By Lauren Shepherd, AP Business Writer
NEW YORK (AP) — It's time to start calling in favors, honing your truck-driving skills and stockpiling boxes for the move back to school.
Moving can be an expensive proposition, but there are ways to cut your costs and still get your things where you need them come autumn. By doing some research and using your imagination, you can even cut stress at the same time.
The bottom line is that renting a truck and moving yourself is likely the cheapest alternative, even if you have to bribe your friends and family with pizza and beer — and especially if you're moving locally.
The benefit holds up even in a longer move. Moving the contents of a studio apartment from New York to Chicago would cost about $690, including tax, for a 12-foot rental truck with unlimited mileage from Penske, the best deal among three major truck rental companies. Not included: gas or "incentives" for your helpers.
Hiring professionals to haul the same belongings the same distance would cost $1,000 or more, according to estimates from an online quote aggregator.
Best of all would be to split the truck rental with someone else moving the same place. Here are a few tips on how to get through your move with or without the help of your friends:
"For folks that are looking at truck rentals, I think flexibility is key," said Tim Johnson, managing editor of Relocation.com. "You're going to pay for your rental based on demand for rental trucks."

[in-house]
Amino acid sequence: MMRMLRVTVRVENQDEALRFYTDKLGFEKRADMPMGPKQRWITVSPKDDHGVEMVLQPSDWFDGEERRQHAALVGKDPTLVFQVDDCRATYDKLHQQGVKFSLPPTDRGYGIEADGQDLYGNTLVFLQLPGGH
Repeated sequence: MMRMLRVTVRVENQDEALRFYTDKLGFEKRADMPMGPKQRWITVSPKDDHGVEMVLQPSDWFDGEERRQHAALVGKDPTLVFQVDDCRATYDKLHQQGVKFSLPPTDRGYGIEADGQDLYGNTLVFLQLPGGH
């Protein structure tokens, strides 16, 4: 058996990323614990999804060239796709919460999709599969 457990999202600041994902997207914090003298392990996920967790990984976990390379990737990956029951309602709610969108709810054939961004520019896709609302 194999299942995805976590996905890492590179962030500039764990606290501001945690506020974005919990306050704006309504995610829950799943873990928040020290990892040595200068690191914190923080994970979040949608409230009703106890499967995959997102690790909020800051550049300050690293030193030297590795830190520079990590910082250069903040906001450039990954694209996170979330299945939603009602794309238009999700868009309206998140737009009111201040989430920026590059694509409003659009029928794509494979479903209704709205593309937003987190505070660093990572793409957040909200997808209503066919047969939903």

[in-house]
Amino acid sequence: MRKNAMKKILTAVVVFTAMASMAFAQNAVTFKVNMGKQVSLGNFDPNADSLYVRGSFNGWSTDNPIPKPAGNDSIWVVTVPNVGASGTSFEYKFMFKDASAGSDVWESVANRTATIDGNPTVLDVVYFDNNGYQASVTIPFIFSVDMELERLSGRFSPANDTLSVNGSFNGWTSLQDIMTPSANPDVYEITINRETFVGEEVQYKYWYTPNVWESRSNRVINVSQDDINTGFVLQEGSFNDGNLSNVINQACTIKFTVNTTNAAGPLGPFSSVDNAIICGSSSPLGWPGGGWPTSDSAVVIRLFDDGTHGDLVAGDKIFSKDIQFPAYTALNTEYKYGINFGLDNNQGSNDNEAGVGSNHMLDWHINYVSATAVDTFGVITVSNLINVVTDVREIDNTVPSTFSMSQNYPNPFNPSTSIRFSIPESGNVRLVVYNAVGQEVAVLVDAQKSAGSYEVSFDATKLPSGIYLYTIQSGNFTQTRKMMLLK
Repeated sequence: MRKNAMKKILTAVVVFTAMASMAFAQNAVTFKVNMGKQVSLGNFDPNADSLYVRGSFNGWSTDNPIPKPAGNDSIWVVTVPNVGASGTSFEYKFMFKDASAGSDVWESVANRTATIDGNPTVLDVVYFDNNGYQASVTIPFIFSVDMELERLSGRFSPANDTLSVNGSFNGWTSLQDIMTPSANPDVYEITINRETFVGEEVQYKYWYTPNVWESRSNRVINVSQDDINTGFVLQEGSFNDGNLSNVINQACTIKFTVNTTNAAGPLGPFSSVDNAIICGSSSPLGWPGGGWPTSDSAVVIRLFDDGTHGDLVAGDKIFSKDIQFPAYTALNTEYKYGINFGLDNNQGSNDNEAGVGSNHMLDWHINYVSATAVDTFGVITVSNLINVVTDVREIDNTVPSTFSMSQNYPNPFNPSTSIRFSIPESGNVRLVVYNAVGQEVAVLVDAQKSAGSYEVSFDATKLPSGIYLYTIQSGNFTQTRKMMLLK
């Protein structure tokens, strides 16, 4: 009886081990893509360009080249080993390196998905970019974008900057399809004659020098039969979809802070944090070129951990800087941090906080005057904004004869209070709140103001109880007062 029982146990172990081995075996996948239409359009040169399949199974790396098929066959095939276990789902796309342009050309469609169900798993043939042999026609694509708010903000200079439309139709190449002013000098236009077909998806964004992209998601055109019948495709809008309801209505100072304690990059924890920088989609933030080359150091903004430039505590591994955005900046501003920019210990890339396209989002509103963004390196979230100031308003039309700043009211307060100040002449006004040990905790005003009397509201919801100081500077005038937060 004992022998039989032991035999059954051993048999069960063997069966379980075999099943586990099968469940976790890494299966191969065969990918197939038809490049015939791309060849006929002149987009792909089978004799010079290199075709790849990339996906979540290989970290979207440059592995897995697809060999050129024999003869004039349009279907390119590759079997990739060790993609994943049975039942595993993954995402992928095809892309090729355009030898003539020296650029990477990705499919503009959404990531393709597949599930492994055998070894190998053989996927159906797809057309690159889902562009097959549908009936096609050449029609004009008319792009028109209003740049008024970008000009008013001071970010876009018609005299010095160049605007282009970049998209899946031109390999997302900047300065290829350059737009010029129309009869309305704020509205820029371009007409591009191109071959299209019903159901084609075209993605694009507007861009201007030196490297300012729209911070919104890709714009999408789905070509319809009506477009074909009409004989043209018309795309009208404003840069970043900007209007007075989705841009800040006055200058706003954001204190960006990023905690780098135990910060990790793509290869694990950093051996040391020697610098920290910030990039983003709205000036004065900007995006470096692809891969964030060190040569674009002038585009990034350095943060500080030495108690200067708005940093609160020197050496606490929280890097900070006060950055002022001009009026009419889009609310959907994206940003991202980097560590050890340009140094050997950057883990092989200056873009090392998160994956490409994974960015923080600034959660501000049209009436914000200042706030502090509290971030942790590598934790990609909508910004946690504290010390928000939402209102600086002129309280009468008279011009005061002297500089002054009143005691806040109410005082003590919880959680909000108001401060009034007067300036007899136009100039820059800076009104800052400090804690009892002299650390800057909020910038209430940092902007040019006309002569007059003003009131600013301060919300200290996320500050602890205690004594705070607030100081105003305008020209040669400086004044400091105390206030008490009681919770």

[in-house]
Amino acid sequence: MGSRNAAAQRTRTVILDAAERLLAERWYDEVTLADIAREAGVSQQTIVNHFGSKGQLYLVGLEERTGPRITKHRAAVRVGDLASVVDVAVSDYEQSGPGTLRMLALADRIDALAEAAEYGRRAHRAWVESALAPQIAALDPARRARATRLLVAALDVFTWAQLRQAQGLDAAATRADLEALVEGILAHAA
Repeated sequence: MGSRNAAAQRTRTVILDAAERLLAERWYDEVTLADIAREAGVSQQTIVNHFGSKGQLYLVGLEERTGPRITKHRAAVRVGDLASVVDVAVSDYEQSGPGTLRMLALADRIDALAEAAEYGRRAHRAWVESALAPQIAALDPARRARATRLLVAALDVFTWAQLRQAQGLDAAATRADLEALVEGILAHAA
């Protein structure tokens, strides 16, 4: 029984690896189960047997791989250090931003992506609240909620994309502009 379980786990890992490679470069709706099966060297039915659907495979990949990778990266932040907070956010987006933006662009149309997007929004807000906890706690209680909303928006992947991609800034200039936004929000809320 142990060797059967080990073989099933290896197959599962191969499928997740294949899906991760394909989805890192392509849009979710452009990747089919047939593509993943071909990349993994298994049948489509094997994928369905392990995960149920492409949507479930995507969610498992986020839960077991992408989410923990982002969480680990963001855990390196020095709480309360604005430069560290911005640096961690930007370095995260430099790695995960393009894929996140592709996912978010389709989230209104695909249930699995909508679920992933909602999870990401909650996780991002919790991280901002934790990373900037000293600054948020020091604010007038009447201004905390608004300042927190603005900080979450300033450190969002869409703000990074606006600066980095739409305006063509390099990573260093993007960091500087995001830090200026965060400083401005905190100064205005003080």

According to U-Haul spokeswoman Joanne Fried, nearly 45% of all moves occur between Memorial Day and Labor Day at either end of the month and on weekends. If you pick other times of the month or week, you stand to save and have a better chance of getting the truck you want, experts said.
Just remember to check whether your helpers can accommodate your alternate schedule.
Lose a Few Pounds
If you choose a full-service moving company — the kind that provides people to carry your stuff out to the truck and then drive it wherever you ask — it's likely to charge by weight. So the more stuff you have — especially heavy stuff like books — the more expensive the move.
For starters, Johnson recommends insisting on an in-home estimate to ensure it's accurate and finding out whether your moving company has a minimum weight requirement — usually about 2,000 pounds. That's about the weight of the contents of a typical studio apartment. If your stuff is lighter, they'll still move you, of course; you'll just have to pay for the minimum.
To keep weight down, Bed, Bath & Beyond Inc. spokeswoman Catherine Gentile also suggested buying household supplies when you arrive and knowing just what you need. Most college towns have a Target, Ikea or Bed, Bath & Beyond where you can stock up with the same items you would get at home. Bed Bath & Beyond offers a "Pack & Hold" service that allows customers to shop at a store near home and then pick up the items at a store near college.
Cutting your load will also let you rent a smaller truck, if you choose that route. U-Haul recommends a 10-foot truck with about 400 cubic feet of capacity for the contents of a studio or small one-bedroom apartment.